Do You Have Gingivitis? Signs You Have Gum Disease

Gingivitis is a periodontal disease that affects your gums. It's a condition that roughly half of adult Americans have. When left untreated, it can cause infection, loss of gum tissue, and dental problems.

Knowing whether you have gingivitis or not can greatly affect your oral health. If you brush regularly and floss as often as you should, you are doing your part to keep periodontal disease at bay. Here are signs you have gingivitis, and what you need to do about it so your symptoms do not return.

Changes in Your Gums

Gingivitis is caused by excess plaque on the teeth that has been left to harden. As the germ-laden plaque hardens on your teeth, it creeps into your gum line where it has a safe, hard-to-reach area to breed bacteria. Simple brushing does not make gingivitis go away once it is present, and your gums will react to the infection. Changes in your gums that can indicate periodontal disease include:
  • Swelling
  • Bleeding
  • Pain when brushing
  • Dark red, purple, or black gums
If you can gently push on your gums and cause them to bleed or they are painful to the touch, call your dentist right away for an oral exam. Gingivitis should be treated as soon as symptoms appear to reduce the amount of permanent damage the disease can have on your gums.

Changes in Your Teeth

As gingivitis progresses, it can cause changes in your teeth. Your gums react to infection by swelling and then pulling away from the infectious site, which is typically the root base of your teeth. As a result, your teeth may suddenly appear longer or with more exposed roots.

Your teeth may also start to appear discolored, being a darker hue on top and lighter at the base. This can be caused by a receding gum line just recently exposing fresh tooth enamel to the surface. Call your dentist right away if you notice your teeth becoming more prominent at the roots or if you have dental nerve pain. These are indicators that your gums and tooth base may be suffering from gingivitis or a more serious gum disease.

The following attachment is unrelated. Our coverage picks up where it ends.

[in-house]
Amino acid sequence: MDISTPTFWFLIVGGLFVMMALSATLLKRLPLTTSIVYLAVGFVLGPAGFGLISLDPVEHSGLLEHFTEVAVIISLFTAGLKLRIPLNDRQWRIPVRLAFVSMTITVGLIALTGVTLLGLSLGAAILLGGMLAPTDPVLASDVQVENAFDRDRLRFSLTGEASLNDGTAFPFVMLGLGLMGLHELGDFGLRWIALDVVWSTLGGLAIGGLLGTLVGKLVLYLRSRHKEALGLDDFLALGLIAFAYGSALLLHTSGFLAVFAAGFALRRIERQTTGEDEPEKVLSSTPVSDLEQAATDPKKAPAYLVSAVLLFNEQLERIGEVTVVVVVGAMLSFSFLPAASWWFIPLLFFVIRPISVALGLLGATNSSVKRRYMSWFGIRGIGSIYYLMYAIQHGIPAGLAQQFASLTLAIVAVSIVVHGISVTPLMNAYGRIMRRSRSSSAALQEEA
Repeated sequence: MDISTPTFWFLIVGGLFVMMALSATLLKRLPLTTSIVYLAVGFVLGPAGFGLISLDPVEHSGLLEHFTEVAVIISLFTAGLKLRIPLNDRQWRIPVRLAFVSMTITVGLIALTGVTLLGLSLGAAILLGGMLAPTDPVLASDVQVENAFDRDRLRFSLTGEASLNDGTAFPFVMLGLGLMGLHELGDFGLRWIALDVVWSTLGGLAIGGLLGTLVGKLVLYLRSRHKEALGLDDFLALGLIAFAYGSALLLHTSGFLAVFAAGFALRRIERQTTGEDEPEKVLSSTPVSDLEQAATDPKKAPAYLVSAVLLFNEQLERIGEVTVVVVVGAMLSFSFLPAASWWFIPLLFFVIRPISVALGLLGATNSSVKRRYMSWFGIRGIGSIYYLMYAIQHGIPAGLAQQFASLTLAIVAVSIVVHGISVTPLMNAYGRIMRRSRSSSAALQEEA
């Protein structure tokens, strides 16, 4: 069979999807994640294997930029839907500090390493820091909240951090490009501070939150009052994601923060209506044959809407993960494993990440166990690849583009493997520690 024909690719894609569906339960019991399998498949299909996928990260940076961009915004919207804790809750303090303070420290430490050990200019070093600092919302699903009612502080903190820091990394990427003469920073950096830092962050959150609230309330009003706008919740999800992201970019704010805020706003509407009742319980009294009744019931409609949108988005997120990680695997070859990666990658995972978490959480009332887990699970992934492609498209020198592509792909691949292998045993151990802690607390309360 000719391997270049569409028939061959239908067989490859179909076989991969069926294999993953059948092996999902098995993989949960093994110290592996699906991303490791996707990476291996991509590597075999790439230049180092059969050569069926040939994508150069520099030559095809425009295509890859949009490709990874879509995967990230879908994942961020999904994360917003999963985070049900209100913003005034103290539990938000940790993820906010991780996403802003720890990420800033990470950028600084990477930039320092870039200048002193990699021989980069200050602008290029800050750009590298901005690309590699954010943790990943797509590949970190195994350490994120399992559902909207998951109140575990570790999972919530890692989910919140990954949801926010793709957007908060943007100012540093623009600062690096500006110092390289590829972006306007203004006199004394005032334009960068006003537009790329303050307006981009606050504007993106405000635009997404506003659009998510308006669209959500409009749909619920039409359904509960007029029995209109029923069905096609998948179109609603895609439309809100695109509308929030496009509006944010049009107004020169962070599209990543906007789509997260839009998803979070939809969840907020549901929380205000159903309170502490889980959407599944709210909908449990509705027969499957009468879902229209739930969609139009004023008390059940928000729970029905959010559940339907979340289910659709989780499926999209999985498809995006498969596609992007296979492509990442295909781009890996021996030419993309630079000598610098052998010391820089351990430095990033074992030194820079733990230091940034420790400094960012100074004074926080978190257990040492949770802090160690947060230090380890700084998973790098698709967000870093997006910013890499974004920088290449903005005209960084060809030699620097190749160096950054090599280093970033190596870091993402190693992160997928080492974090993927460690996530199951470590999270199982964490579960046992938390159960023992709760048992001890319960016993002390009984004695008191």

Changes in Your Breath

Infection that is breeding in your gums will cause your breath to become foul. You may even notice a bitter or sour taste in your mouth soon after brushing. If you find yourself self-conscious about your breath or you taste a bitter aftertaste in your mouth after eating, swallowing, or even brushing your teeth, gingivitis may be to blame.

A quick test you can do at home to test your breath is this: press a finger lightly to your gum line and pull your finger away. The pressure should release saliva from the impact that is flavorless and odorless. If you smell decay or taste foul spittle instead, then you may have gingivitis.

What You Can Do About It

The best way to prevent gingivitis is to receive regular dental care. The most important part of gum health is professional cleaning, which should be done twice a year. Floss regularly by placing a dental floss under each tooth's root base to remove plaque before it hardens.

If you have gingivitis or periodontal disease, your dentist will want to do a deep cleaning of your teeth. This often involves numbing your gums so a hygienist can use a special tool to chip out hardened plaque and remove all signs of infection safely and comfortably. The process is typically performed over multiple visits to avoid over-taxing your mouth with this intensive cleaning.

Your dentist can give you further assistance in keeping gum disease at bay. At Wasson Family & Cosmetic Dentistry, your oral health is our first priority.